top of page

Economics explained


Macroeconomic policies

Limitations of monetary policy

Limitations of monetary policy

The secret to scoring awesome grades in economics is to have corresponding awesome notes.
A common pitfall for students is to lose themselves in a sea of notes: personal notes, teacher notes, online notes textbooks, etc... This happens when one has too many sources to revise from! Why not solve this problem by having one reliable source of notes? This is where we can help.
What makes TooLazyToStudy notes different?
Our notes:
  • are clear and concise and relevant
  • is set in an engaging template to facilitate memorisation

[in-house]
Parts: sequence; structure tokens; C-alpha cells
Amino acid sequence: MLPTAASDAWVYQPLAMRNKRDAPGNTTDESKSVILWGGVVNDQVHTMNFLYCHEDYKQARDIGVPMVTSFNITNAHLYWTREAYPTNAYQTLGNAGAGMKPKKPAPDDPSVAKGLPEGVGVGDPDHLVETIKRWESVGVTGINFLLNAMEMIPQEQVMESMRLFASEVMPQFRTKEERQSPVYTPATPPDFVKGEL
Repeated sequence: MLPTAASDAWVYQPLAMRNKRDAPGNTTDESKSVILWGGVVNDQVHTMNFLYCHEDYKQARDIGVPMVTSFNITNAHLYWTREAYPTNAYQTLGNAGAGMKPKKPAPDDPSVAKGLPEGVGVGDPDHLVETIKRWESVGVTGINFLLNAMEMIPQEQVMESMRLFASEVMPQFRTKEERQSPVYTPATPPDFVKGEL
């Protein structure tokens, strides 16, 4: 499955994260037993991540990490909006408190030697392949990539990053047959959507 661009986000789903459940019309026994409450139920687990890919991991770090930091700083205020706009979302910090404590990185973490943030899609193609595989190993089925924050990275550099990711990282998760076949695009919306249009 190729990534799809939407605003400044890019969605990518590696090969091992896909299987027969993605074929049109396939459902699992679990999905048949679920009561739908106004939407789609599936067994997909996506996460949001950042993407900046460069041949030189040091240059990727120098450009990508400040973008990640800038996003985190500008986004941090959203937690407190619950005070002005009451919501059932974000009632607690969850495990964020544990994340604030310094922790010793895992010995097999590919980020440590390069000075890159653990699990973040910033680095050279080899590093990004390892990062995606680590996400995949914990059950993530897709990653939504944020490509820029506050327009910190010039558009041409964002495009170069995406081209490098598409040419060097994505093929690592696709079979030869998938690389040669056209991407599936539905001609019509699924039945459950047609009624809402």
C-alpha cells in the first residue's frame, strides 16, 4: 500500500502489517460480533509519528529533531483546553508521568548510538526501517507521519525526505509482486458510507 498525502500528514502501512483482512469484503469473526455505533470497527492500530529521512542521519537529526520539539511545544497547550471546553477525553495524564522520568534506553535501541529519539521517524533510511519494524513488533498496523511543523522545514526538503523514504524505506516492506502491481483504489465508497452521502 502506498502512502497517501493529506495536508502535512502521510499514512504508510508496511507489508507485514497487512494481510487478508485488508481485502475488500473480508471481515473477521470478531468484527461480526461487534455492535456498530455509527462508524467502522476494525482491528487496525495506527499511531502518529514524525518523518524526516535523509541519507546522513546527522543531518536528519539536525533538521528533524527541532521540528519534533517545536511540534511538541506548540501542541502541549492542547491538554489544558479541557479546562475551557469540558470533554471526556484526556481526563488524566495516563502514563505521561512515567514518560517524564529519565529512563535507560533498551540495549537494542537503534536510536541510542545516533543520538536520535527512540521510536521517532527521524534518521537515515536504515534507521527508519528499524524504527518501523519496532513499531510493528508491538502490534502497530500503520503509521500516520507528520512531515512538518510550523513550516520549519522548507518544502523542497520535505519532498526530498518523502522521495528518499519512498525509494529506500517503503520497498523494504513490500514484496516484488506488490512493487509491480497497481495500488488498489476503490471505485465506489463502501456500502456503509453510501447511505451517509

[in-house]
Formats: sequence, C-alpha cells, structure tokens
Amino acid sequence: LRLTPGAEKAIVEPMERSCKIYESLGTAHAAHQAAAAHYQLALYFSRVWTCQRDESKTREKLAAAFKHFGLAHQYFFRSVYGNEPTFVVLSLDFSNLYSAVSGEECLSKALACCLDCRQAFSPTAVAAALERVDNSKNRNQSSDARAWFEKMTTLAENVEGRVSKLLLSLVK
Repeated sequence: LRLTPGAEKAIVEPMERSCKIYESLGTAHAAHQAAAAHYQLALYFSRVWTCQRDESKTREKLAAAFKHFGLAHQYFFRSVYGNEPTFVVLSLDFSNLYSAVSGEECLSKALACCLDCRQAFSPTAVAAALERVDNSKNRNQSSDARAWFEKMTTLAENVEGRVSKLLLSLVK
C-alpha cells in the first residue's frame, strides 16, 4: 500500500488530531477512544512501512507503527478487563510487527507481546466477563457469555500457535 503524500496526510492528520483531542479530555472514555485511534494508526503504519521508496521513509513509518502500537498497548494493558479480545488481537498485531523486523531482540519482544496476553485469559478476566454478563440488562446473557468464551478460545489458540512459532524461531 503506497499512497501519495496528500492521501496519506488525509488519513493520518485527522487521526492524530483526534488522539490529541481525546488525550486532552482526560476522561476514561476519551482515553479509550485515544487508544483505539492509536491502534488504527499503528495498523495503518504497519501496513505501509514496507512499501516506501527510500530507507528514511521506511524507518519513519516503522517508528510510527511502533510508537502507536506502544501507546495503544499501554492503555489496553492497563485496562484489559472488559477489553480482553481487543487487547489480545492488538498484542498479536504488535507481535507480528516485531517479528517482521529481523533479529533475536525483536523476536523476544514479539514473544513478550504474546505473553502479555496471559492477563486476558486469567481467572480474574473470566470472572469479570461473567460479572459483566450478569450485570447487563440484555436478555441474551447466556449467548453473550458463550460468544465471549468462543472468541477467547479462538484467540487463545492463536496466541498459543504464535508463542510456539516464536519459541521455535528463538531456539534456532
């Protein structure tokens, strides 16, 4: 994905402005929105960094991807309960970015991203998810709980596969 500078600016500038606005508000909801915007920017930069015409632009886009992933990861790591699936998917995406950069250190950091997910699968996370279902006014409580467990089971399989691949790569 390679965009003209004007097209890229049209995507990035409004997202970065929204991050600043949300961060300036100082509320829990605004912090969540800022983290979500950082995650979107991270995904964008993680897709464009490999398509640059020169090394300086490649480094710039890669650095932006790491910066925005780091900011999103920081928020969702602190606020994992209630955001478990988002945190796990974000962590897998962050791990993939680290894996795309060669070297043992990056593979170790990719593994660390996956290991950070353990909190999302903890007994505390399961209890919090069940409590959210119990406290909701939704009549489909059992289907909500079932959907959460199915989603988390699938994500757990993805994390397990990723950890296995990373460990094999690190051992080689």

• cover all the important topics in the O level, AS level and A level syllabus
  • are editable, feel free to make additions or to rephrase sentences in your own words!

    Looking for live explanations of these notes? Enrol now for FREE tuition!

Time lags

There are time lags to the reaction to interest rate changes in the economy. This can make the effectiveness of monetary policy less certain or even destabilising for the economy.

Other factors

Economic activity is not totally and only dependent on interest rates. Other factors, such as consumer and business confidence levels, have an impact on gross domestic product.

Conflicts with other objectives

Some economists argue that the use of monetary policy can be counter productive because it restricts economic activity and discourages foreign direct investment in the country.

For example, higher interest rates (used to combat inflation) can conflict with other macroeconomic objectives, especially with economic growth and employment

bottom of page